Byzantinsk historie rundt det korstogstiden og innbyrdes intriger i Konstantinopel med korsfarerne. Boken er opprinnelig skrevet på Attisk Gresk. stempel fra en overrettsakfører i Laurvig. Hun nevner også de Nordiske ,norske og danske vikinger.
The text was written in a form of artificial and shows the Byzantine perception of the Crusades.
The Alexiad is divided into 15 books and a prologue; its scope is limited to the duration of Alexios' reign, which it is thus able to depict in full detail. Anna Komnene documents one of the most active periods in the , especially regarding political relations between the Byzantine Empire and western European powers. The Alexiad remains one of the few primary sources recording Byzantine reactions to both the Great Schism of 1054 and the First Crusade, as well as documenting first-hand the decline of Byzantine cultural influence in both eastern and western Europe.
According to Peter Frankopan, the content of the Alexiad falls into five main categories:
1. Attacks against the Byzantine empire by the Normans, under their leader (Books 1–6): Book 1
addresses Alexios' becoming general and . It also discusses the Normans' preparation for their invasion. Book 2
addresses the Komnenian revolt. Book 3
addresses Alexios as Emperor (1081), the internal problems with family, and the Normans' crossing the . Book 4
addresses war against the Normans (1081–1082). Book 5
also addresses war against the Normans (1082–1083), and their first clash with the "heretics". Book 6
addresses the end of war against the Normans (1085) and the death of Robert Guiscard.
2. Byzantine relations with the Turks (Books 6–7, 9–10, and 14–15): Book 7
addresses war against the Scythians (1087–1090). Book 9
addresses operations against and the Dalmatians (1092–1094), and the conspiracy of Nicephorus Diogenes (1094). Book 10
addresses war against the Cumans and the beginning of the (1094–1097). Book 14
addresses Turks, Franks, Cumans, and Manicheans (1108–1115). Book 15
addresses the last expeditions — The — Death of Alexios (1116–1118).
3. Pecheneg incursions on the northern Byzantine frontier (Books 7–8): Book 8
addresses the end of the Scythian war (1091) and plots against the Emperor.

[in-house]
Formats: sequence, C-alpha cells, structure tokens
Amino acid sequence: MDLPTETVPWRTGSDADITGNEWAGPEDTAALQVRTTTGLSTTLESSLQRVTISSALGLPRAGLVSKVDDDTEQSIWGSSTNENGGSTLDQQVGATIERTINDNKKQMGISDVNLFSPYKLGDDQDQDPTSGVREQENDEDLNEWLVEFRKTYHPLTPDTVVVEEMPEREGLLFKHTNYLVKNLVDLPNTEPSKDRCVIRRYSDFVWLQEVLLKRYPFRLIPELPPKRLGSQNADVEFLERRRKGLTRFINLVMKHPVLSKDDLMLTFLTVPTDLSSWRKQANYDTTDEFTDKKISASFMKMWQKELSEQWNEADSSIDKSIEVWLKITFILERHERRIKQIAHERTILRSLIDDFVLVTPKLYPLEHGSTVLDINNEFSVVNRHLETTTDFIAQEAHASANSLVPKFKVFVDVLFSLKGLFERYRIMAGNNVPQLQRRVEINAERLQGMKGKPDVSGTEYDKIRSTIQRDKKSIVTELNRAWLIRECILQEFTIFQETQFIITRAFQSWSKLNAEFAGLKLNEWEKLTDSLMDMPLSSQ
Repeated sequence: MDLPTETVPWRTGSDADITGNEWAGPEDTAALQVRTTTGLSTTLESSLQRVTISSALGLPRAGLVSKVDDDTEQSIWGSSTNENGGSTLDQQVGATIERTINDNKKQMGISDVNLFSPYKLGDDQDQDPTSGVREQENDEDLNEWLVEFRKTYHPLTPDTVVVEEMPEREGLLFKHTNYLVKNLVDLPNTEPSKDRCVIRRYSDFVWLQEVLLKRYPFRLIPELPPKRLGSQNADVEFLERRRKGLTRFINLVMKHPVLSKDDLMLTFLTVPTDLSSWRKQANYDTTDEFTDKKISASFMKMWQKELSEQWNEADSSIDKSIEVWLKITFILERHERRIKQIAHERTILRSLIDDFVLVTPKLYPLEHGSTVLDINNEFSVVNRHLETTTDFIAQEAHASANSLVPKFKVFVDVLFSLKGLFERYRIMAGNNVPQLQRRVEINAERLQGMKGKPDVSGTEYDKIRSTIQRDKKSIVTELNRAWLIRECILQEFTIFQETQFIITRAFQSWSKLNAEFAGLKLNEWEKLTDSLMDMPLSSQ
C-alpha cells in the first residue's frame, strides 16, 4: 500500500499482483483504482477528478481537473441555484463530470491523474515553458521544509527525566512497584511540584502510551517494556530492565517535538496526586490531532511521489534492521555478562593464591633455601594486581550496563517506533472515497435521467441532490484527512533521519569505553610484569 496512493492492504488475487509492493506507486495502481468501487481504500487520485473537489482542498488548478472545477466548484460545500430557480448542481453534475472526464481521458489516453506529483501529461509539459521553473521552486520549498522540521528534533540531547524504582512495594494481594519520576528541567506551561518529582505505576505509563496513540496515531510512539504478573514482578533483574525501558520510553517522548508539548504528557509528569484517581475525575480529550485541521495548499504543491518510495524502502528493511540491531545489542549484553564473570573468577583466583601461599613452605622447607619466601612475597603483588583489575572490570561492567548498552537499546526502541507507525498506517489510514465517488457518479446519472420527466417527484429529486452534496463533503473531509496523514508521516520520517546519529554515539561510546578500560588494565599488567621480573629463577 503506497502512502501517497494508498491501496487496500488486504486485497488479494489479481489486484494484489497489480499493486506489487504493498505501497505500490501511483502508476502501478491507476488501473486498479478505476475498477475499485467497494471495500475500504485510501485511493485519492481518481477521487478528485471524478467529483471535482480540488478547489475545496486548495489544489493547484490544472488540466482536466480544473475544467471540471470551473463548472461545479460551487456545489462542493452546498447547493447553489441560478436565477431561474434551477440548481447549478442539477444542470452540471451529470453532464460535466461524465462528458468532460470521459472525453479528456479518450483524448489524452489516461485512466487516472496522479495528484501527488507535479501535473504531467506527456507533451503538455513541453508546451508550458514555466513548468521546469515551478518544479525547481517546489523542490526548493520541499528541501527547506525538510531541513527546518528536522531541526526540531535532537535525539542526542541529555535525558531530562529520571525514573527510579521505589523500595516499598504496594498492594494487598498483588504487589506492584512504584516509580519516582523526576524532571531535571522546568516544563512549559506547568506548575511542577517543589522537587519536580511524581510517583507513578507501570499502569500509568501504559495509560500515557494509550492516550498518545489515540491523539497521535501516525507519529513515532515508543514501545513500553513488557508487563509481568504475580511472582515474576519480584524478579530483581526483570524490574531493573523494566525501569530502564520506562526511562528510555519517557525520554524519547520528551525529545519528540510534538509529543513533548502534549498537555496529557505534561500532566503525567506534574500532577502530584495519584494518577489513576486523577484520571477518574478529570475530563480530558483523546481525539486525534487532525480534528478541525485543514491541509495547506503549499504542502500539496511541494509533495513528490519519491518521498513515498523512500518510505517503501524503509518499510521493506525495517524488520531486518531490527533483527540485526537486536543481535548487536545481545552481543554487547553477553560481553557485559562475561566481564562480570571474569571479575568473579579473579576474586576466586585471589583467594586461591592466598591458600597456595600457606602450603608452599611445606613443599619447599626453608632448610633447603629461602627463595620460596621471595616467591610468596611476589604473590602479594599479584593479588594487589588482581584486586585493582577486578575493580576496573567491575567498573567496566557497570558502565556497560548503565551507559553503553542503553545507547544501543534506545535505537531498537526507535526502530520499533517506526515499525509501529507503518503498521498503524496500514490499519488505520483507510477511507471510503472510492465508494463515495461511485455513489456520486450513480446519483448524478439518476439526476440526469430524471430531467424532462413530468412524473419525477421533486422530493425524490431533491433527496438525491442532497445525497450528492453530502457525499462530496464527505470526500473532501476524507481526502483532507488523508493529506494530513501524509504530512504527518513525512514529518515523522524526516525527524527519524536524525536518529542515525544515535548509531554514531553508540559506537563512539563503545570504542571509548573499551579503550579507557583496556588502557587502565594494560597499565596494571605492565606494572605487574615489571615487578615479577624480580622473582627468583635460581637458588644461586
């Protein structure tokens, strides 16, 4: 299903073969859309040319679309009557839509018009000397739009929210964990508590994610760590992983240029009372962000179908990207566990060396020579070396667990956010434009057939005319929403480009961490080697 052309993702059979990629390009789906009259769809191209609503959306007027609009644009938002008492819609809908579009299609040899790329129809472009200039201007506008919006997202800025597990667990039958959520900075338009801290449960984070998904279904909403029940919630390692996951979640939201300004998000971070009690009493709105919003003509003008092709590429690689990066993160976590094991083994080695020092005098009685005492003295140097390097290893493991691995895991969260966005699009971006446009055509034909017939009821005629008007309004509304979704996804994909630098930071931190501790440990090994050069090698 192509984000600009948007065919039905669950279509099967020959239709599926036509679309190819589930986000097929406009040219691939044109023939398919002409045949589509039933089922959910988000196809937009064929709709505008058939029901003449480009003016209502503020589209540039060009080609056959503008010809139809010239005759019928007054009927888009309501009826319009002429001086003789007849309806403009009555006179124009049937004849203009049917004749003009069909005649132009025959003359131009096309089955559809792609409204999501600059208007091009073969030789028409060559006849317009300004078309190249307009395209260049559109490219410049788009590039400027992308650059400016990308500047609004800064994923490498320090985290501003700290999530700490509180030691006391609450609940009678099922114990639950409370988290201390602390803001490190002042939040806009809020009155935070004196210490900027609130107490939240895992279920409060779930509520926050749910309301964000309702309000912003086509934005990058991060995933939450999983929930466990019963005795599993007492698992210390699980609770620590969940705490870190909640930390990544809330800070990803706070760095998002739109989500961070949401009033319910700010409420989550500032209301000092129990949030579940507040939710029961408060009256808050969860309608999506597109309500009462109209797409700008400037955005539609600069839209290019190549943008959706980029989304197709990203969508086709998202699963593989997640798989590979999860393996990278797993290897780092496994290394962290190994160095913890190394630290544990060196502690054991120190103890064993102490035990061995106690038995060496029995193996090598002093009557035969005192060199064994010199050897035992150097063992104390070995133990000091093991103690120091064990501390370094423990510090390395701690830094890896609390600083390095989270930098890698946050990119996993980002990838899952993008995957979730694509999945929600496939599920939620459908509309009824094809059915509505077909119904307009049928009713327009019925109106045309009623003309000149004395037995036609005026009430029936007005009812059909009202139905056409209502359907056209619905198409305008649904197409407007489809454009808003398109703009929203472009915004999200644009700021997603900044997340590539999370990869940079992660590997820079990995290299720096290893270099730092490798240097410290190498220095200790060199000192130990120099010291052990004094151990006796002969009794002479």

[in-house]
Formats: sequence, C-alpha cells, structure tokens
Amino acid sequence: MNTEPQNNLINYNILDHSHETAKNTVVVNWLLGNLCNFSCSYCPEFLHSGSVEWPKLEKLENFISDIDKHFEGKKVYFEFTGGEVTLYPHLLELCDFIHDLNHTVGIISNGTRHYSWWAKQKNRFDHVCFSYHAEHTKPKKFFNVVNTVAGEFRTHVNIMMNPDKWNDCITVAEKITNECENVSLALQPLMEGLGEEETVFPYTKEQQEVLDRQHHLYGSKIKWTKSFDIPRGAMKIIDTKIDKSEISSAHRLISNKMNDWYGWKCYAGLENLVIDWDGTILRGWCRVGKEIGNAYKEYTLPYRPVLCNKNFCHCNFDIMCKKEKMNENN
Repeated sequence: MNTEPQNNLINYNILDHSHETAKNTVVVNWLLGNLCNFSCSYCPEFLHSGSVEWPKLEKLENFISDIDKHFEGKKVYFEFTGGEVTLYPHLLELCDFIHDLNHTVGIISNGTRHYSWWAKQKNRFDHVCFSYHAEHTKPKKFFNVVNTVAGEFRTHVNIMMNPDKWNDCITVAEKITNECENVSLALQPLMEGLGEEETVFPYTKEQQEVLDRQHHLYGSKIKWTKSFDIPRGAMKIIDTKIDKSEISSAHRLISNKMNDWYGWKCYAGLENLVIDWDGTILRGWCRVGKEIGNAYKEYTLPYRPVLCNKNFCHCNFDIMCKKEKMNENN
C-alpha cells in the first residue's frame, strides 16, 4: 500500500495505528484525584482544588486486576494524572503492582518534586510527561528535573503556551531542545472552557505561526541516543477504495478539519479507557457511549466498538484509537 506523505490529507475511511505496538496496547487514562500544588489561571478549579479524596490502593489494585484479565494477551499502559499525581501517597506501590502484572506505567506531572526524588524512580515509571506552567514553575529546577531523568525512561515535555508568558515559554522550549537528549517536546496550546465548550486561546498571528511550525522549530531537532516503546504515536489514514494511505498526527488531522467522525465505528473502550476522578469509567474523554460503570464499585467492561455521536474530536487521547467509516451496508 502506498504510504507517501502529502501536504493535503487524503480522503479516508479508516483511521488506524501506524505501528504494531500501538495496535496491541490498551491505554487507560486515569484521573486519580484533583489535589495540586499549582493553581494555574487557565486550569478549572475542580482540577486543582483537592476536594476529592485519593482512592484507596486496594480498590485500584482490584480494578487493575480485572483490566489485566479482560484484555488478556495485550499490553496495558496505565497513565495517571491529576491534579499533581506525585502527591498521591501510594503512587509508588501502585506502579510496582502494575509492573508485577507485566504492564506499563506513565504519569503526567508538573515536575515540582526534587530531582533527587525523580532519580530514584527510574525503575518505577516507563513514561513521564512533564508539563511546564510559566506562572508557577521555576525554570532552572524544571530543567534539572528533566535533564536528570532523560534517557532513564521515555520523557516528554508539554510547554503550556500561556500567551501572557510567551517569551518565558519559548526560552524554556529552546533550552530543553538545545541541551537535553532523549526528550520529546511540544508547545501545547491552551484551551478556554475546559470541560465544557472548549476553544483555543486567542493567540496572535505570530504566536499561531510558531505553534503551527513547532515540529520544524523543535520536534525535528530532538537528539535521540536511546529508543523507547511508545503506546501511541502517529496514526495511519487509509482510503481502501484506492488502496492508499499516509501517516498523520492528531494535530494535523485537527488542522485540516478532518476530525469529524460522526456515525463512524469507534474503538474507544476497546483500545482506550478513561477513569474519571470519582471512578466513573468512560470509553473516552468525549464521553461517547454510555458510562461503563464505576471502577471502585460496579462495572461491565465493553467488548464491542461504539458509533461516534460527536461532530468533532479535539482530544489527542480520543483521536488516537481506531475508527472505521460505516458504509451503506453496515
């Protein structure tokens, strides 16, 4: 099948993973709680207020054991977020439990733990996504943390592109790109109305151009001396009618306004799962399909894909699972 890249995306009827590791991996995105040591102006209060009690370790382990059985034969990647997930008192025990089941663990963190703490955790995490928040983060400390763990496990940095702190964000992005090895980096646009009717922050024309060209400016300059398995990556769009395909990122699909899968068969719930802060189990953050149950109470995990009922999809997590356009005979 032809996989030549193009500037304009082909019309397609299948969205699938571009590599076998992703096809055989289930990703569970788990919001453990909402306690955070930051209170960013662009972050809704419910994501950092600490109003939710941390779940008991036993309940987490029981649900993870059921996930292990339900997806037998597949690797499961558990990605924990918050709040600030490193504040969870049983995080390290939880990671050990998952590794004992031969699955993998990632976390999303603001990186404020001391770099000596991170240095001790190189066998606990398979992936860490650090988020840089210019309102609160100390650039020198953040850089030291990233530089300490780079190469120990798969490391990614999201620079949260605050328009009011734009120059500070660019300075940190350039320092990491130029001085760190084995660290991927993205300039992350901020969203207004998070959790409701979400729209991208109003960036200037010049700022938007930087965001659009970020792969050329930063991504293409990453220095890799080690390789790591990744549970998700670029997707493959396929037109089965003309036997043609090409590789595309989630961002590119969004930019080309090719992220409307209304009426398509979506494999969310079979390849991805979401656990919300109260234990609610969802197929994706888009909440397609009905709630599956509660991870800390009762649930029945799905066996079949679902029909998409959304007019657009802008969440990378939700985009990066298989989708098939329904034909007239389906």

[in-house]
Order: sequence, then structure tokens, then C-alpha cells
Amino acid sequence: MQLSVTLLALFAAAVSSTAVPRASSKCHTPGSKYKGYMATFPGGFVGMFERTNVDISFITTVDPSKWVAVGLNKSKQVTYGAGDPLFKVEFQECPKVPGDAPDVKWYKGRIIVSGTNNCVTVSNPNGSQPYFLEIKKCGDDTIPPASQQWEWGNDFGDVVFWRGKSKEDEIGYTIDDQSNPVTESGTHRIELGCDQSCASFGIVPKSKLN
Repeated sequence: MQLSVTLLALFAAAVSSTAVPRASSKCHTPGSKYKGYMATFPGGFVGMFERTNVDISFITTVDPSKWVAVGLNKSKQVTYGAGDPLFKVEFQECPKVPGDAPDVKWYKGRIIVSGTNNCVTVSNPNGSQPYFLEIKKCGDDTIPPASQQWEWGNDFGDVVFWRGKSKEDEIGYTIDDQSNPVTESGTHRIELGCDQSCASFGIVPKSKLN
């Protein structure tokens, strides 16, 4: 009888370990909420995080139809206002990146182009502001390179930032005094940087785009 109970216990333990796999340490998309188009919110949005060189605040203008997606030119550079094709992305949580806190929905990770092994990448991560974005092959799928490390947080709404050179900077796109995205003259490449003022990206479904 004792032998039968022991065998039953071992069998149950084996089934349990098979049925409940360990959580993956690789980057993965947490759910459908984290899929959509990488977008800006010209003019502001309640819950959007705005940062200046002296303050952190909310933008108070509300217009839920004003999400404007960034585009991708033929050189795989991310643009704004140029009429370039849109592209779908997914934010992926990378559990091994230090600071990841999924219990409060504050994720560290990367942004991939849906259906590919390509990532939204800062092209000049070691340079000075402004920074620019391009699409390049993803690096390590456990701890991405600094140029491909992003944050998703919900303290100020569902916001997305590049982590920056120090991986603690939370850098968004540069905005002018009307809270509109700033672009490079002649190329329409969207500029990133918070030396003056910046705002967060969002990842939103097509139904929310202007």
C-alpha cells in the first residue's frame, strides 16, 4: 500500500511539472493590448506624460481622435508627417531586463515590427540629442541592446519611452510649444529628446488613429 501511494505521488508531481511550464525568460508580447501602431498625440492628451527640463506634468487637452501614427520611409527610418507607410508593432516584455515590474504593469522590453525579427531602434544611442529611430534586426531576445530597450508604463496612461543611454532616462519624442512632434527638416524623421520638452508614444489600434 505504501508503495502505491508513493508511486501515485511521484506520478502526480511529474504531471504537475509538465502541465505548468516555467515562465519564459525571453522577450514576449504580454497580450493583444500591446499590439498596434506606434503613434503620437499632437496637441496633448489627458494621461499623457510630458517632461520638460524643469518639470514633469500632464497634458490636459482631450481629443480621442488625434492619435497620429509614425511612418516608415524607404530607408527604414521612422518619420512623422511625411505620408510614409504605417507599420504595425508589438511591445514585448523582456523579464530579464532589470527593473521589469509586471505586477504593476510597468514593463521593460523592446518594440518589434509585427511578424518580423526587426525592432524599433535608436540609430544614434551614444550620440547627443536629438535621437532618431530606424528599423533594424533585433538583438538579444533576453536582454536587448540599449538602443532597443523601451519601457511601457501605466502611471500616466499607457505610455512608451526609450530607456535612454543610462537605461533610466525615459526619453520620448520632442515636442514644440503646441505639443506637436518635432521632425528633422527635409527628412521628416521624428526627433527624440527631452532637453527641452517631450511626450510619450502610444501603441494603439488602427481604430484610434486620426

4. The and Byzantine reactions to it (Books 10–11): Book 11
also addresses the First Crusade (1097–1104).
5. Attacks on Byzantine frontiers by 's son, (Books 11–13) Book 12
addresses domestic conflicts and the Norman preparation for their second invasion (1105–1107). Book 13
addresses Aaron's conspiracy and the second Norman invasion (1107–1108).
Although Anna Komnene explicitly states her intention to record true events, important issues of bias do exist. Throughout the Alexiad , emphasis on Alexios as a "specifically Christian emperor," morally, as well as politically laudable, is pervasive. Frankopan frequently compares Alexios' treatment in the text to the techniques of the tradition, while contrasting it with the generally negative portrait or outright absence of his successors John II and Manuel I. Anna discusses the Latins, ( and " "), considering them barbarians. This distaste extends to the Turks and . The Alexiad also criticizes for his accession to the throne (in place of Anna herself) following Alexios' death. From a modern reader's point of view, the inconsistencies in the descriptions of military events and the Empire's misfortunes – partially due to these literary and especially influences – may seem exaggerated and stereotypical. Despite these issues, nevertheless emphasizes the importance of the Alexiad as a primary document. General themes
The main theme of the Alexiad is the First Crusade, and religious conflict. Anna Komnene chronicles the different groups of people involved in the crusades, and refers to them as "Celts", "Latins", and "Normans". She also talks about her father, Alexios Komnenos in great detail, and his conquests throughout his rule from 1081–1118. She does this by presenting a "Byzantine view" of the Crusades. Some historians have noticed Greek mythology influences in her work, as stated by Lenora Neville: "the characterization of Alexios as wily sea captain steering the empire through constant storms with guile and courage strongly recalls Odysseus." Meget pene bøker.